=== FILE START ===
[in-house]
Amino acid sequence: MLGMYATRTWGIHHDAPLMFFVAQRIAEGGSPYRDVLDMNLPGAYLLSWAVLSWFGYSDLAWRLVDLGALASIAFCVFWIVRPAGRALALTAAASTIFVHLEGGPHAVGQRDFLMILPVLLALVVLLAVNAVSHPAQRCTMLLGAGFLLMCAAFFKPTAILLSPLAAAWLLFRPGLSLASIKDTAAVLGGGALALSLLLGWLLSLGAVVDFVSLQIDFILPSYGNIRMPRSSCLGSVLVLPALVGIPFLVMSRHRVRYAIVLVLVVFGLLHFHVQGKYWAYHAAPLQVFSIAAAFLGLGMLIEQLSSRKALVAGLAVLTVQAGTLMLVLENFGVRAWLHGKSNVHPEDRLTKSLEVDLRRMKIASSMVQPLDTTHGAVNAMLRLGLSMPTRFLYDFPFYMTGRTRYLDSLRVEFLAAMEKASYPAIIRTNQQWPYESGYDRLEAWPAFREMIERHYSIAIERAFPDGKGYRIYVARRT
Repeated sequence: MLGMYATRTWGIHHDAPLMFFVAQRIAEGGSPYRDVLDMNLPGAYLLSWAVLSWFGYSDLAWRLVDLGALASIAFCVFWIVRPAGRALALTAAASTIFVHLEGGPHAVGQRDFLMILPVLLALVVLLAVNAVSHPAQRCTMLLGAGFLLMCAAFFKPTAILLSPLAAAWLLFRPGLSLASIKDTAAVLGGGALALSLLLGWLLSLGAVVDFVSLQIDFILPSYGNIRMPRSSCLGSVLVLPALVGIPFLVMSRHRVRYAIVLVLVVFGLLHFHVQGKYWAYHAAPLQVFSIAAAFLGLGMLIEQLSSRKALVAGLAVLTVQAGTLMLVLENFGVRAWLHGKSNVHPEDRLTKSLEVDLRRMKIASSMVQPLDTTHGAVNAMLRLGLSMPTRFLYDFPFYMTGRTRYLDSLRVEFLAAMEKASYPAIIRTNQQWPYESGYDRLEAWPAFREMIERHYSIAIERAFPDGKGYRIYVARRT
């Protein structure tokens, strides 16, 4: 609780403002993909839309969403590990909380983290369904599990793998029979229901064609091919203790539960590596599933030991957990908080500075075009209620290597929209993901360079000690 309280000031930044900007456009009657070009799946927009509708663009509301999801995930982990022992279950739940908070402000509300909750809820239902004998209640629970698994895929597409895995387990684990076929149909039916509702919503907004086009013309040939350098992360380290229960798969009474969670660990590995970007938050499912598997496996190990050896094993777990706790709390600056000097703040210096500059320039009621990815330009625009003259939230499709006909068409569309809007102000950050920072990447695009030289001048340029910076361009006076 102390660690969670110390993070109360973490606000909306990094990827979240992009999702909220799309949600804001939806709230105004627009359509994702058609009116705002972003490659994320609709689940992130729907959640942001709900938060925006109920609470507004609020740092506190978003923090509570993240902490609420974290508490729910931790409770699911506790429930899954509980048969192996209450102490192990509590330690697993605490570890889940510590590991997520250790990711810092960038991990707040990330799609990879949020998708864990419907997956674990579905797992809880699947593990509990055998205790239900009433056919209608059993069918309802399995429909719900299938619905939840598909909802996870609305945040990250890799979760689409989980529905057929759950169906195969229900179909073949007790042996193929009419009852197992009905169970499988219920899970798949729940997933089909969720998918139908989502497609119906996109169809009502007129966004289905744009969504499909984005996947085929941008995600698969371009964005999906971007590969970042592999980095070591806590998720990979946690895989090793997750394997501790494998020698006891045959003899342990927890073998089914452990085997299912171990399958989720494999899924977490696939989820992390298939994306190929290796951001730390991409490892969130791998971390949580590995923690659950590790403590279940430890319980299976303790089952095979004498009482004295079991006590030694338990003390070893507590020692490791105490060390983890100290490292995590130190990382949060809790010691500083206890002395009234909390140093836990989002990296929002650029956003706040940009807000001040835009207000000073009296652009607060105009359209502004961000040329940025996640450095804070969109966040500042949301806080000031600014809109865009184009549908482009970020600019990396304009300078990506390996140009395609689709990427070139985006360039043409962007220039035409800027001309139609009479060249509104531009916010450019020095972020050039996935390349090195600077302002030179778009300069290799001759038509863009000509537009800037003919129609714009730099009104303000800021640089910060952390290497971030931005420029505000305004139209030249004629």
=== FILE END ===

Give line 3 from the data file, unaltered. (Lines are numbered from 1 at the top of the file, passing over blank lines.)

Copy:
Repeated sequence: MLGMYATRTWGIHHDAPLMFFVAQRIAEGGSPYRDVLDMNLPGAYLLSWAVLSWFGYSDLAWRLVDLGALASIAFCVFWIVRPAGRALALTAAASTIFVHLEGGPHAVGQRDFLMILPVLLALVVLLAVNAVSHPAQRCTMLLGAGFLLMCAAFFKPTAILLSPLAAAWLLFRPGLSLASIKDTAAVLGGGALALSLLLGWLLSLGAVVDFVSLQIDFILPSYGNIRMPRSSCLGSVLVLPALVGIPFLVMSRHRVRYAIVLVLVVFGLLHFHVQGKYWAYHAAPLQVFSIAAAFLGLGMLIEQLSSRKALVAGLAVLTVQAGTLMLVLENFGVRAWLHGKSNVHPEDRLTKSLEVDLRRMKIASSMVQPLDTTHGAVNAMLRLGLSMPTRFLYDFPFYMTGRTRYLDSLRVEFLAAMEKASYPAIIRTNQQWPYESGYDRLEAWPAFREMIERHYSIAIERAFPDGKGYRIYVARRT